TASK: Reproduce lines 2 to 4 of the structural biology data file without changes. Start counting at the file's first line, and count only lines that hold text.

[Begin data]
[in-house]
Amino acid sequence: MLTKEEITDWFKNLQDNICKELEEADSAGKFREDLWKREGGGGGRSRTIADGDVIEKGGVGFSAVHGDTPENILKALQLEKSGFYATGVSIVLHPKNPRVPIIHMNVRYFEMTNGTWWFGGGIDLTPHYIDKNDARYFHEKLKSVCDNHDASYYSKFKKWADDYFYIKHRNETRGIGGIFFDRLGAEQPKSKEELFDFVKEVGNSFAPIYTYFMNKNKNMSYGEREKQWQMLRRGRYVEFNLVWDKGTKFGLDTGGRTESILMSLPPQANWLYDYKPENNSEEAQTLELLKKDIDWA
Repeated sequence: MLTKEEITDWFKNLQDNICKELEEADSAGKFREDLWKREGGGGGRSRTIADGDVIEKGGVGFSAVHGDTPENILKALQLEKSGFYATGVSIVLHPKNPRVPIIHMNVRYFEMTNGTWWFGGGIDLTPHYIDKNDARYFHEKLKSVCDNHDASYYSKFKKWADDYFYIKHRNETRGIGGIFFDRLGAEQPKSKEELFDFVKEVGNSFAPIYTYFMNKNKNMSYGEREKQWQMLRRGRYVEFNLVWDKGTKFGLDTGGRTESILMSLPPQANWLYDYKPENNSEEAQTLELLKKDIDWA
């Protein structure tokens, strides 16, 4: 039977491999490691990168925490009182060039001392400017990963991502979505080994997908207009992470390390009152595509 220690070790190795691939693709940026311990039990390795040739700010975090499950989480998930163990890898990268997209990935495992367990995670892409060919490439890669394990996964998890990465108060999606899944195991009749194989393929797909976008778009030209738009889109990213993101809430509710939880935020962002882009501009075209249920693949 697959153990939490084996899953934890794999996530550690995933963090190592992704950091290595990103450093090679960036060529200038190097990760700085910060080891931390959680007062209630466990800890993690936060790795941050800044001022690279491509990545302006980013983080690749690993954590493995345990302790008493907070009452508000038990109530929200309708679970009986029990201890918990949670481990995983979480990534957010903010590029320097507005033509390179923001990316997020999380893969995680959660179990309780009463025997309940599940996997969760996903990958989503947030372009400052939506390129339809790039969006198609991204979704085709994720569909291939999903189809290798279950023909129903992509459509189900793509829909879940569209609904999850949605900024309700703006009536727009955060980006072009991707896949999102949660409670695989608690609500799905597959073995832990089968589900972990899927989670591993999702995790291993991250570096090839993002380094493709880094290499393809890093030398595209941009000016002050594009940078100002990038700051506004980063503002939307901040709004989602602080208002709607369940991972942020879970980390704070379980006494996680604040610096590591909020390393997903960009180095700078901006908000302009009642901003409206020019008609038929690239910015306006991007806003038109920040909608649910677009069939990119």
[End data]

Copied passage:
Amino acid sequence: MLTKEEITDWFKNLQDNICKELEEADSAGKFREDLWKREGGGGGRSRTIADGDVIEKGGVGFSAVHGDTPENILKALQLEKSGFYATGVSIVLHPKNPRVPIIHMNVRYFEMTNGTWWFGGGIDLTPHYIDKNDARYFHEKLKSVCDNHDASYYSKFKKWADDYFYIKHRNETRGIGGIFFDRLGAEQPKSKEELFDFVKEVGNSFAPIYTYFMNKNKNMSYGEREKQWQMLRRGRYVEFNLVWDKGTKFGLDTGGRTESILMSLPPQANWLYDYKPENNSEEAQTLELLKKDIDWA
Repeated sequence: MLTKEEITDWFKNLQDNICKELEEADSAGKFREDLWKREGGGGGRSRTIADGDVIEKGGVGFSAVHGDTPENILKALQLEKSGFYATGVSIVLHPKNPRVPIIHMNVRYFEMTNGTWWFGGGIDLTPHYIDKNDARYFHEKLKSVCDNHDASYYSKFKKWADDYFYIKHRNETRGIGGIFFDRLGAEQPKSKEELFDFVKEVGNSFAPIYTYFMNKNKNMSYGEREKQWQMLRRGRYVEFNLVWDKGTKFGLDTGGRTESILMSLPPQANWLYDYKPENNSEEAQTLELLKKDIDWA
């Protein structure tokens, strides 16, 4: 039977491999490691990168925490009182060039001392400017990963991502979505080994997908207009992470390390009152595509 220690070790190795691939693709940026311990039990390795040739700010975090499950989480998930163990890898990268997209990935495992367990995670892409060919490439890669394990996964998890990465108060999606899944195991009749194989393929797909976008778009030209738009889109990213993101809430509710939880935020962002882009501009075209249920693949 697959153990939490084996899953934890794999996530550690995933963090190592992704950091290595990103450093090679960036060529200038190097990760700085910060080891931390959680007062209630466990800890993690936060790795941050800044001022690279491509990545302006980013983080690749690993954590493995345990302790008493907070009452508000038990109530929200309708679970009986029990201890918990949670481990995983979480990534957010903010590029320097507005033509390179923001990316997020999380893969995680959660179990309780009463025997309940599940996997969760996903990958989503947030372009400052939506390129339809790039969006198609991204979704085709994720569909291939999903189809290798279950023909129903992509459509189900793509829909879940569209609904999850949605900024309700703006009536727009955060980006072009991707896949999102949660409670695989608690609500799905597959073995832990089968589900972990899927989670591993999702995790291993991250570096090839993002380094493709880094290499393809890093030398595209941009000016002050594009940078100002990038700051506004980063503002939307901040709004989602602080208002709607369940991972942020879970980390704070379980006494996680604040610096590591909020390393997903960009180095700078901006908000302009009642901003409206020019008609038929690239910015306006991007806003038109920040909608649910677009069939990119």